MIT Dean Anantha Chandrakasan: Newly-Launched J-Clinic Will Bring the World Many Exciting New Healthcare Solutions

The leadership team for the Abdul Latif Jameel Clinic for Machine Learning in Health, or J-Clinic: (l-r) Institute Professor and Nobel laureate Philip Sharp; James Collins, the Termeer Professor of Medical Engineering and Science; Regina Barzilay, the Delta Electronics Professor of Electrical Engineering and Computer Science; and Anantha Chandrakasan, the Vannevar Bush Professor of Electrical Engineering and Computer Science and dean of the School of Engineering. Photo: Bryce Vickmark/MIT News
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CAMBRIDGE, MA– Anantha Chandrakasan, dean of the School of Engineering at MIT and chair of the newly-launched Abdul Latif Jameel Clinic for Machine Learning in Health, or J-Clinic, said MIT’s new initiative will bring the world many exciting new healthcare solutions.

Mr. Chandrakasan announced that Regina Barzilay and James Collins have been named the faculty co-leads of the J-Clinic. Institute Professor Philip Sharp will also serve as the chair of J-Clinic’s advisory board.

“J-Clinic will make a difference in patients’ lives everywhere from major hospitals to villages in the developing world,” said Chandrakasan, according to MIT News.  “It will draw on MIT’s longstanding strengths in biomedical fields, on our decades of collaboration with the concentration of world-class teaching hospitals in Boston, and on our proximity to the world’s major biotech companies in Kendall Square.”

Anantha P. Chandrakasan (Photo: Patsy Sampson)

Launched on Sept. 17, J-Clinic is the fourth major collaborative effort between MIT and Community Jameel, the social enterprise organization founded and chaired by Mohammed Abdul Latif Jameel ’78. A key part of the MIT Quest for Intelligence, J-Clinic will focus on developing machine learning technologies to revolutionize the prevention, detection, and treatment of disease. It will concentrate on creating and commercializing high-precision, affordable, and scalable machine learning technologies in areas of health care ranging from diagnostics to pharmaceuticals.

Barzilay is the Delta Electronics Professor of Electrical Engineering and Computer Science at MIT and an investigator at the Computer Science and Artificial Intelligence Laboratory (CSAIL). She also co-directs a Machine Learning for Pharmaceutical Discovery and Synthesis Consortium that aims to develop AI algorithms for automation of drug design. Barzilay is a recipient of a MacArthur Fellowship, the National Science Foundation CAREER award, the MIT Technology Review TR35 Award, and a Microsoft Faculty Fellowship. She was also elected an Association of Computational Linguistics Fellow and an Association for the Advancement of Artificial Intelligence Fellow. Barzilay received her BS and MS from Ben-Gurion University of the Negev, Israel. She earned a PhD in computer science from Columbia University and did her postdoctoral work at Cornell University.

“Today almost every aspect of our life is driven by machine learning predictions — be it travel, banking or entertainment. The only area where we do not benefit from this powerful technology is the one which impacts us the most, our health care,” says Barzilay. “The goal of the center is to change it. We aim to bring the best of AI technology we develop in our labs at MIT to hospitals and clinics in the U.S. and around the world.”

Collins is the Termeer Professor of Medical Engineering and Science, a professor of biological engineering at MIT, and a member of the Harvard-MIT Health Sciences and Technology faculty. He is also a core founding faculty member of the Wyss Institute for Biologically Inspired Engineering at Harvard University and an Institute Member of the Broad Institute of MIT and Harvard. Collins’s numerous honors include a Rhodes Scholarship, a MacArthur Fellowship, and an NIH Director’s Pioneer Award. He is an elected member of all three national academies: the National Academy of Sciences, the National Academy of Engineering, and the National Academy of Medicine. He is also a member of the American Academy of Arts and Sciences, the National Academy of Inventors, and the World Academy of Sciences. Collins earned an BA in physics from the College of the Holy Cross and a PhD in medical engineering from the University of Oxford.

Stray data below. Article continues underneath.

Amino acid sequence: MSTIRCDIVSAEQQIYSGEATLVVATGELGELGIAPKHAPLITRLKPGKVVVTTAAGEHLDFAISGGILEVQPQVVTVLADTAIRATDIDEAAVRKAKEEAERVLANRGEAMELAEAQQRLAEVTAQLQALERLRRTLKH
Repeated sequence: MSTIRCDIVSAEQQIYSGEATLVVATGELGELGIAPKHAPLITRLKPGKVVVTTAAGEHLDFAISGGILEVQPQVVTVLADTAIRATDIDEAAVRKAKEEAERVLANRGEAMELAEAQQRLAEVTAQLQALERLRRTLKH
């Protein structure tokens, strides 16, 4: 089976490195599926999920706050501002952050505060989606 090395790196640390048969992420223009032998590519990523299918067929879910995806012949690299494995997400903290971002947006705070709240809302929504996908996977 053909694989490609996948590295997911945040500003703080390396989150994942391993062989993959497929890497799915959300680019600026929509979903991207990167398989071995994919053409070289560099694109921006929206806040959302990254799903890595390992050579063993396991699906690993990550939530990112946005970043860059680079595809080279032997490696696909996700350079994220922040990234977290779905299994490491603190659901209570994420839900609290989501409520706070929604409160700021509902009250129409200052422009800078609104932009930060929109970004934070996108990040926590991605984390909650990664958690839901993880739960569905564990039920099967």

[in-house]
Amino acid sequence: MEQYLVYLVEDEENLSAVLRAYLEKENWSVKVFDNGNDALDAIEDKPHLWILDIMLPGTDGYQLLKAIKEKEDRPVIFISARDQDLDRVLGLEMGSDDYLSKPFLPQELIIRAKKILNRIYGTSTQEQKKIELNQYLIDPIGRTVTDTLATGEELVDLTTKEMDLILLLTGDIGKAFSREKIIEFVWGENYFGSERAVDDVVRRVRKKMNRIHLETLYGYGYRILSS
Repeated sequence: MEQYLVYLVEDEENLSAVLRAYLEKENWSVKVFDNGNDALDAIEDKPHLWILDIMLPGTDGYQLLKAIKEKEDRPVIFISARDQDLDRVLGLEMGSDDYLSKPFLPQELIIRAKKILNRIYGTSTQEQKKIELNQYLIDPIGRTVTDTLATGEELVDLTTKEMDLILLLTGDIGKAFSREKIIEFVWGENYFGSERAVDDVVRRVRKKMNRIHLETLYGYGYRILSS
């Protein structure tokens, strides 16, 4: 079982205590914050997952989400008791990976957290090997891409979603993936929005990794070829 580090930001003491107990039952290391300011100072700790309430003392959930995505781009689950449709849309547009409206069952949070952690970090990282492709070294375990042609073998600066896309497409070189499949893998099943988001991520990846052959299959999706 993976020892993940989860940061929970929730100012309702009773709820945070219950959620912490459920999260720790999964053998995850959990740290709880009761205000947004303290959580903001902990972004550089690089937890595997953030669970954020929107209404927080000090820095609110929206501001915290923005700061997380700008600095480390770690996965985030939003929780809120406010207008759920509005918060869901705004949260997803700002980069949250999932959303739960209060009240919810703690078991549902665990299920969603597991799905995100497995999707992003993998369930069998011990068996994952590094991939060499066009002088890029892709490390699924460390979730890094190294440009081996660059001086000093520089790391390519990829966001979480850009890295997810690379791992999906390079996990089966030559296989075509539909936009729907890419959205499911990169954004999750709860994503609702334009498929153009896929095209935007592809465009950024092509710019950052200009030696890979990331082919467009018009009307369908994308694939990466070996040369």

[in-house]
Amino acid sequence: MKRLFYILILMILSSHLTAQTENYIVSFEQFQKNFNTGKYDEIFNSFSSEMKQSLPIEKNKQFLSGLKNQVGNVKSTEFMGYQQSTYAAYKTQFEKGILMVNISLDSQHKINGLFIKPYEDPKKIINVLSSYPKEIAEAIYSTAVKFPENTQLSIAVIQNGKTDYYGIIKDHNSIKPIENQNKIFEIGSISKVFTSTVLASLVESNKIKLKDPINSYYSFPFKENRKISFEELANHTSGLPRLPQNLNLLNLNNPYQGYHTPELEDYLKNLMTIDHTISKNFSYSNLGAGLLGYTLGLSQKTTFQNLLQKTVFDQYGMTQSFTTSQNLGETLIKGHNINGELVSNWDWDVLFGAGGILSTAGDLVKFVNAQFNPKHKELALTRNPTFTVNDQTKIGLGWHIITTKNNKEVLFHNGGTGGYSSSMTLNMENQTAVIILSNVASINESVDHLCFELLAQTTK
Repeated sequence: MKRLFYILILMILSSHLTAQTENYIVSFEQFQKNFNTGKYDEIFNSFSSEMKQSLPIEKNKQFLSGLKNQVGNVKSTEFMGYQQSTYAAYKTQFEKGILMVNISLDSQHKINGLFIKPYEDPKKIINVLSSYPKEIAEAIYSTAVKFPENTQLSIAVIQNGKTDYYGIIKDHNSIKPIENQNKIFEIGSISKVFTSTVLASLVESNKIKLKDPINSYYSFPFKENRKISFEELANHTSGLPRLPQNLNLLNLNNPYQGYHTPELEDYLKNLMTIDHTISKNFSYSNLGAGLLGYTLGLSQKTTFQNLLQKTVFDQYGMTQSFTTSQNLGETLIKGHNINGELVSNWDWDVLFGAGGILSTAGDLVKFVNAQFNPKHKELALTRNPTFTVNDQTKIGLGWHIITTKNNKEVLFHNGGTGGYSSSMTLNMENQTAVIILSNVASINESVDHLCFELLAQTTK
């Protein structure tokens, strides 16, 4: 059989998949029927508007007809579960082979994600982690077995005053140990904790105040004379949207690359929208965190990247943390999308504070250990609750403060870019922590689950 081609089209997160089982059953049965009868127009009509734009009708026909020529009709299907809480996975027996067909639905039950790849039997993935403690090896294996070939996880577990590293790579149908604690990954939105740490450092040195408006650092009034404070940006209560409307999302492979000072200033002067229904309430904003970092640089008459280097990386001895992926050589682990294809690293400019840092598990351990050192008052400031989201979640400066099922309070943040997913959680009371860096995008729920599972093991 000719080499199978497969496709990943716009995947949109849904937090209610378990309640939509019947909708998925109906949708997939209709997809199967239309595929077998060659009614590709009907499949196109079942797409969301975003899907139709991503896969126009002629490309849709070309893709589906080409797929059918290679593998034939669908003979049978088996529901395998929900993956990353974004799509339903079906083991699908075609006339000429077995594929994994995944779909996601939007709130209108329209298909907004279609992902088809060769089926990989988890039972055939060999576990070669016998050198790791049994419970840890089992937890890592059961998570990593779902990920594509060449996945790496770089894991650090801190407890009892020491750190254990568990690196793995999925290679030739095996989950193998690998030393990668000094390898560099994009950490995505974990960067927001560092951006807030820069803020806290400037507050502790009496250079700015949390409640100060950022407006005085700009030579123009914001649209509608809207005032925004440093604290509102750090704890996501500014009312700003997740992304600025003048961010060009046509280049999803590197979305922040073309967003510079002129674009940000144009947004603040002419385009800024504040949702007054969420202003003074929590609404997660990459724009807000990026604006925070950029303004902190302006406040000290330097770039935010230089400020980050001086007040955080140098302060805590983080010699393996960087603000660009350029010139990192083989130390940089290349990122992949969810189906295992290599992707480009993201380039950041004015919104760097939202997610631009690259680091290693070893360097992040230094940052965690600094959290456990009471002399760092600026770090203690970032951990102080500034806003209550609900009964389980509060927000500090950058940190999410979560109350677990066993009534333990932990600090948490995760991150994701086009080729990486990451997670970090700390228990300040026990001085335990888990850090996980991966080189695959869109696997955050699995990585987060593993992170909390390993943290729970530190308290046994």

“Machine learning is the defining technology of this decade, though its impact on health care thus far has been meager. Through J-Clinic, we plan to train the next generation of scientists and engineers at the interface of machine learning and biomedicine, so as to enable the development of innovative AI-based technologies that can be used to improve lives of patients around the world,” says Collins. “I am honored to have the opportunity to work with Regina, Phil, and Anantha on this exciting new venture.”

Sharp is an Institute Professor at MIT in the Koch Institute for Integrative Cancer Research. In 1993 he shared the Nobel Prize in physiology or medicine for the discovery of split genes and in 2004 was awarded the National Medal of Science. He co-founded Biogen and served on its board for 29 years. In 2002, he co-founded Alnylam Pharmaceuticals and continues to serve on its board. He is chair of the scientific advisory committee of Stand Up to Cancer and a proponent of Convergence, the engagement of engineering, computational and physical sciences in biomedical science.

“The J-Clinic is an exciting opportunity for MIT scientists to bring machine learning to health care. I look forward to chairing its advisory group to accelerate its growth and impact,” says Sharp.

J-Clinic’s efforts will be global and multifaceted, says Chandrakasan. “J-Clinic’s remarkable leadership team will bring the world many exciting new healthcare solutions,” he says.



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